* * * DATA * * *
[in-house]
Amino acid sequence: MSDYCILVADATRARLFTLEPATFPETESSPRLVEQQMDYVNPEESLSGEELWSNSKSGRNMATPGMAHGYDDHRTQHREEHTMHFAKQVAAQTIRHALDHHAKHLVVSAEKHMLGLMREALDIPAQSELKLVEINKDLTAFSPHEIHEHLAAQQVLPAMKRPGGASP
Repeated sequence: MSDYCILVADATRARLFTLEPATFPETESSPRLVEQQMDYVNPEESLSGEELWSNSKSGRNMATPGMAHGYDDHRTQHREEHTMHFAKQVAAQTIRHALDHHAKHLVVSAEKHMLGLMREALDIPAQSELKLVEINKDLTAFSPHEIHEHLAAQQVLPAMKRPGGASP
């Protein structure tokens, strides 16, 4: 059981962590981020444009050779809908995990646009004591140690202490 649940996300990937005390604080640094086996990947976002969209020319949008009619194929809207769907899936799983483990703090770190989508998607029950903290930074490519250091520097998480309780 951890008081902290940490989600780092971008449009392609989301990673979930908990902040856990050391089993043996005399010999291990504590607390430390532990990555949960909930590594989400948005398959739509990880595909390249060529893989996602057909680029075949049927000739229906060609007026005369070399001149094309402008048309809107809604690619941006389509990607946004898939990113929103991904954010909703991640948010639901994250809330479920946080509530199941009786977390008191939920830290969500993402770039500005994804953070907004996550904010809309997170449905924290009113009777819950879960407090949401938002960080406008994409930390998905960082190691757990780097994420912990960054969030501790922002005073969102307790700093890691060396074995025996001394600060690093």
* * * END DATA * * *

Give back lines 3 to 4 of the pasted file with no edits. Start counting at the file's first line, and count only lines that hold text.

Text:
Repeated sequence: MSDYCILVADATRARLFTLEPATFPETESSPRLVEQQMDYVNPEESLSGEELWSNSKSGRNMATPGMAHGYDDHRTQHREEHTMHFAKQVAAQTIRHALDHHAKHLVVSAEKHMLGLMREALDIPAQSELKLVEINKDLTAFSPHEIHEHLAAQQVLPAMKRPGGASP
């Protein structure tokens, strides 16, 4: 059981962590981020444009050779809908995990646009004591140690202490 649940996300990937005390604080640094086996990947976002969209020319949008009619194929809207769907899936799983483990703090770190989508998607029950903290930074490519250091520097998480309780 951890008081902290940490989600780092971008449009392609989301990673979930908990902040856990050391089993043996005399010999291990504590607390430390532990990555949960909930590594989400948005398959739509990880595909390249060529893989996602057909680029075949049927000739229906060609007026005369070399001149094309402008048309809107809604690619941006389509990607946004898939990113929103991904954010909703991640948010639901994250809330479920946080509530199941009786977390008191939920830290969500993402770039500005994804953070907004996550904010809309997170449905924290009113009777819950879960407090949401938002960080406008994409930390998905960082190691757990780097994420912990960054969030501790922002005073969102307790700093890691060396074995025996001394600060690093």